On August 6, 1945, the US dropped an atomic bomb on Hiroshima. Three days later a similar bomb was dropped on Nagasaki. Each killed tens of thousands of people. Amazingly, the Nagasaki bomb did not convince the Japanese War Council to surrender, so the second bomb was dropped on Hiroshima. This prompted Emperor Hirohito to declare that “continuing the war can only result in the annihilation of the Japanese people…” The Emperor of Japan gave his permission for unconditional surrender.
I think everyone can agree that having to drop these two bombs was tragic. No one involved, from the president down to the brave airman who risked their lives delivering the bombs wanted it to happen.
But shockingly, the "history" of WWII being taught to our children and grandchildren today gives a completely distorted view of the war. First, in most textbooks, the extremely liberal national teachers union (NEA) has managed to censor any mention of Pearl Harbor.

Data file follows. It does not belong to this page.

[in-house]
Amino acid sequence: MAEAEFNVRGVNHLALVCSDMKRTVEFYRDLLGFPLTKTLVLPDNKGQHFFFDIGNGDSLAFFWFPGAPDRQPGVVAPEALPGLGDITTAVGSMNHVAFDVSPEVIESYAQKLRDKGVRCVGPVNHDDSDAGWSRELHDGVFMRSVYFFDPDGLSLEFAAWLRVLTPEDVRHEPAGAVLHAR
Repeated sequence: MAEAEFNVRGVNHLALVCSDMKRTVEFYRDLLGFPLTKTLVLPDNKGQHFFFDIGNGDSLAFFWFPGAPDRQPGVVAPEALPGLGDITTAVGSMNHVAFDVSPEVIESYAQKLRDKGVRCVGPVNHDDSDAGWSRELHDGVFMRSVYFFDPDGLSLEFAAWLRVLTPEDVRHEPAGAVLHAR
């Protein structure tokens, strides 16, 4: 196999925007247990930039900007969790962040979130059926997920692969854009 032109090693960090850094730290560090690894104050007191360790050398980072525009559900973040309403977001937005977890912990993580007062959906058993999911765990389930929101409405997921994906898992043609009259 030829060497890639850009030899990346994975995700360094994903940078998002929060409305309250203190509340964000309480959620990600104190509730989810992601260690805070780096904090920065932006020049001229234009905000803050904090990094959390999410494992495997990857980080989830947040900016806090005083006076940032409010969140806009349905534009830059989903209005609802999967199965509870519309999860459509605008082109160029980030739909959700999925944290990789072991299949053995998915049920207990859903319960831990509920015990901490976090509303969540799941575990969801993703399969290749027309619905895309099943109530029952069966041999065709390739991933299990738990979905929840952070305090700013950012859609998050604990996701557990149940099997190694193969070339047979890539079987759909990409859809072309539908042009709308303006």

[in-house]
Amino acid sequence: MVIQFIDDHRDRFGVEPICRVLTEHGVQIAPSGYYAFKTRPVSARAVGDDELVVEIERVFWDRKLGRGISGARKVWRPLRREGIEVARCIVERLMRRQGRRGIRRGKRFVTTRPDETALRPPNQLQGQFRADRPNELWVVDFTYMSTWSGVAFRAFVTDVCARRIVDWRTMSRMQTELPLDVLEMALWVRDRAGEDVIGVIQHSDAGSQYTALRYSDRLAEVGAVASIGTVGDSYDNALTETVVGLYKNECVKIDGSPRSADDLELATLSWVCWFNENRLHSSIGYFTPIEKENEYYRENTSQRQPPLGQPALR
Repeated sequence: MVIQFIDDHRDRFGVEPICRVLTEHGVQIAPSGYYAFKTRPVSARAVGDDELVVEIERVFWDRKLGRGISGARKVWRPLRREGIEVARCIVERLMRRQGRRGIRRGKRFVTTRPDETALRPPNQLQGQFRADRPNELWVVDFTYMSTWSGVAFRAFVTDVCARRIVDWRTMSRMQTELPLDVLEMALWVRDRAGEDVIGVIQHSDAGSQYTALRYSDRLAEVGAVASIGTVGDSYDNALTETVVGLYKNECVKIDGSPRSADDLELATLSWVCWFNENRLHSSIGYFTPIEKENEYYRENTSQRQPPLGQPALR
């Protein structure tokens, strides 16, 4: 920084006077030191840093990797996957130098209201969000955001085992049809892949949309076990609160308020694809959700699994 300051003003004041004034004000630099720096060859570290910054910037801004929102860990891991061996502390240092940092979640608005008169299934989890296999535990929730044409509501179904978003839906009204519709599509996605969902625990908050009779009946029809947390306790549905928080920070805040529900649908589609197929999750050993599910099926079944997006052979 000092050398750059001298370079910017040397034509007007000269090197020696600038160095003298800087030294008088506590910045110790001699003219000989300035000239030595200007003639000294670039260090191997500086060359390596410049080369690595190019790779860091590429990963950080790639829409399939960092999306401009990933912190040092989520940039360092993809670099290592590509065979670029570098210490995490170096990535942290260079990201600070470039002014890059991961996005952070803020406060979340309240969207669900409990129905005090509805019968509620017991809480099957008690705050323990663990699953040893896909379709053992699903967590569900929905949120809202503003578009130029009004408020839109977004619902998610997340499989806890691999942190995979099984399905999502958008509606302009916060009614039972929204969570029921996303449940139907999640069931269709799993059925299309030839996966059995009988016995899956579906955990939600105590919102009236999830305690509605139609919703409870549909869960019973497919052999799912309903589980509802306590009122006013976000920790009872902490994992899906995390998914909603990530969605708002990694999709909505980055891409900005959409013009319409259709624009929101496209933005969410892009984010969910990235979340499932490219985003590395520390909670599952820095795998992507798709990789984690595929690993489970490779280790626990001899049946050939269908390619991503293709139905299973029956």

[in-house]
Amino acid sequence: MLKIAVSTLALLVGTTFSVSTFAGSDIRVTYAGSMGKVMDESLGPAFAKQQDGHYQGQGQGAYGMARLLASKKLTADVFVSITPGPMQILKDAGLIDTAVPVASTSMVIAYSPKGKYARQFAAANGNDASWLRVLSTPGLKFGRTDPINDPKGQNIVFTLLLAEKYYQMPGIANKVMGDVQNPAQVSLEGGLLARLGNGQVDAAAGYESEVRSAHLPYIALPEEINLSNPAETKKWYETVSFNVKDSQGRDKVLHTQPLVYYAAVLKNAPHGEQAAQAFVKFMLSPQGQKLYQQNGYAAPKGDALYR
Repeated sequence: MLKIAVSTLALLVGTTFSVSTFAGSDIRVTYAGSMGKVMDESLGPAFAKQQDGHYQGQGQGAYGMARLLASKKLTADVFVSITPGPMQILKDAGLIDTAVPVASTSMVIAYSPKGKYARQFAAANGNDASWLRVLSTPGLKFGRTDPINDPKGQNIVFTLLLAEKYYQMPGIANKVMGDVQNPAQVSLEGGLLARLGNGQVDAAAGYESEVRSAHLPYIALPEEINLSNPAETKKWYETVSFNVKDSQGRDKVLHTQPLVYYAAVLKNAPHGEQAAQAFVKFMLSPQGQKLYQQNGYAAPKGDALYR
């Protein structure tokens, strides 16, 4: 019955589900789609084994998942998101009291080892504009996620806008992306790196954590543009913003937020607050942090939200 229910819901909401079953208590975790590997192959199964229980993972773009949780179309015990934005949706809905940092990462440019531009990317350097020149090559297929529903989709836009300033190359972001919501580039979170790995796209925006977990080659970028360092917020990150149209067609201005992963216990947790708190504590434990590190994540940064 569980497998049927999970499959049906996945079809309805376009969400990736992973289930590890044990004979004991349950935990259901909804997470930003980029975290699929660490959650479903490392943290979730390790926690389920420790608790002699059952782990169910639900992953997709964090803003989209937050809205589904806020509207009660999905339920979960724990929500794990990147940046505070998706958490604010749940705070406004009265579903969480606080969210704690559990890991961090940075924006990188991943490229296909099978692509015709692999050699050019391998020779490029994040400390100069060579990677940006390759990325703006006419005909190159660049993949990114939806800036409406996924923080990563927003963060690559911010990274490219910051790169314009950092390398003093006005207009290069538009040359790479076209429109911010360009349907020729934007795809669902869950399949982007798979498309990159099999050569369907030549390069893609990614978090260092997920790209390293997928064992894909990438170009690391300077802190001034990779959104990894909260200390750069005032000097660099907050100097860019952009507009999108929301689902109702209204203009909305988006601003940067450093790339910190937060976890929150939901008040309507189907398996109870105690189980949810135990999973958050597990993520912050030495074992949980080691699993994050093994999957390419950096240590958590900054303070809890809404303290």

Think about that for a moment. Half of America wanted no part of what they called "The Europeans' War." Had Japan not been so foolish as to direct a totally unprovoked attack on our US base in Japan, killing 3,000 troops and their families, we might never have entered the war. Pearl Harbor changed all that. Yet our kids are being taught that the US was the aggressor.
Next, look at how they choose to describe Hiroshima and Nagasaki. We had no choice but to drop those bombs in an attempt to end a war that had killed and mutilated tens of millions. Germany had already surrendered, but Japan was determined to fight on, using suicide bombers (done with planes jammed with explosives) that would have made today's Muslims envious. The two atomic bombs ended all that. More important they saved the lives of untold millions of servicemen - and civilians. These included not just the Allied forces, but also the lives of the aggressors - the Japanese.
But to read America's textbooks and listen to our schoolteachers, the United States was the aggressor in WWII. Our goal was supposedly "colonialism," in which we waged war in order to take over other nations. But we never did that. We governed Japan until they were able to govern themselves, then gave control back to them. In Europe, in addition to helping our allies rebuild, we helped the Nazis - Germany and Italy - rebuild.
America is the most generous country in the world, and we never engage in war unless we are threatened. But your kids won't hear that in their schools.